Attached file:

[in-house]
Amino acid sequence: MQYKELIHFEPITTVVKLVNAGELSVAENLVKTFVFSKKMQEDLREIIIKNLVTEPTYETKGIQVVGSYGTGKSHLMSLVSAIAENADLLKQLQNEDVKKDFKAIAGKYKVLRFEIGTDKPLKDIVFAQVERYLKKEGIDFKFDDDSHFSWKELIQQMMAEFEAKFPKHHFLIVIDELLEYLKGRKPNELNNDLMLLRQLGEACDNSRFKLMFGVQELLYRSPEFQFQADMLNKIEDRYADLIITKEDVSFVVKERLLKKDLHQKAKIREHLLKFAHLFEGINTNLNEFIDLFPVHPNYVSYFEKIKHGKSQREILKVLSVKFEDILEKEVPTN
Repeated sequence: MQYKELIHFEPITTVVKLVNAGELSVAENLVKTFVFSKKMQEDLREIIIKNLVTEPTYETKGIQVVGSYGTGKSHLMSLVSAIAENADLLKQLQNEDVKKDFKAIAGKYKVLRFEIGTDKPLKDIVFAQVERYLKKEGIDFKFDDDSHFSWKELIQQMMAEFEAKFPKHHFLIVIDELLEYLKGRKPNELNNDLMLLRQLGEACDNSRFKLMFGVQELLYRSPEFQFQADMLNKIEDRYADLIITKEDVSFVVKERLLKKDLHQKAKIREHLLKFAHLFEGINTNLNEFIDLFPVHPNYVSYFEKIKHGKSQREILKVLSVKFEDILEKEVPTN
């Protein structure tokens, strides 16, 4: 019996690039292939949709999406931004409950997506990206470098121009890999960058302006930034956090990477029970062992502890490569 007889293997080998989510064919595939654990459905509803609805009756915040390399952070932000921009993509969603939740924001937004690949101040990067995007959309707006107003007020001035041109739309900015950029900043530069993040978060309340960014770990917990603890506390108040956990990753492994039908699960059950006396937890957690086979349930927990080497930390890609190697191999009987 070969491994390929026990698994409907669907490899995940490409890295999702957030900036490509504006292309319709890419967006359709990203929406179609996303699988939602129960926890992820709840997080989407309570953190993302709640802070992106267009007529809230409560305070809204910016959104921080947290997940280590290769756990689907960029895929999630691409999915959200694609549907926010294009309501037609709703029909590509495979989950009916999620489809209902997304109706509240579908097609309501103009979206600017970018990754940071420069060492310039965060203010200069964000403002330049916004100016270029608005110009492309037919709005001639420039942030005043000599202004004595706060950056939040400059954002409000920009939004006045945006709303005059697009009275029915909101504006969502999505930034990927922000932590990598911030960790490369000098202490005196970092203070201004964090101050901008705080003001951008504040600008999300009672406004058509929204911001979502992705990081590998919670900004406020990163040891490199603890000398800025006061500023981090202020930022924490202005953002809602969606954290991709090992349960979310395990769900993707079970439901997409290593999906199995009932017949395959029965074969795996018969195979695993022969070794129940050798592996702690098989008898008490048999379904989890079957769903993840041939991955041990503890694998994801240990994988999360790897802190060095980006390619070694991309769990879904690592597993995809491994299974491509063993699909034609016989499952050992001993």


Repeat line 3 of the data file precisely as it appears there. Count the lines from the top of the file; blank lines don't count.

Repeated sequence: MQYKELIHFEPITTVVKLVNAGELSVAENLVKTFVFSKKMQEDLREIIIKNLVTEPTYETKGIQVVGSYGTGKSHLMSLVSAIAENADLLKQLQNEDVKKDFKAIAGKYKVLRFEIGTDKPLKDIVFAQVERYLKKEGIDFKFDDDSHFSWKELIQQMMAEFEAKFPKHHFLIVIDELLEYLKGRKPNELNNDLMLLRQLGEACDNSRFKLMFGVQELLYRSPEFQFQADMLNKIEDRYADLIITKEDVSFVVKERLLKKDLHQKAKIREHLLKFAHLFEGINTNLNEFIDLFPVHPNYVSYFEKIKHGKSQREILKVLSVKFEDILEKEVPTN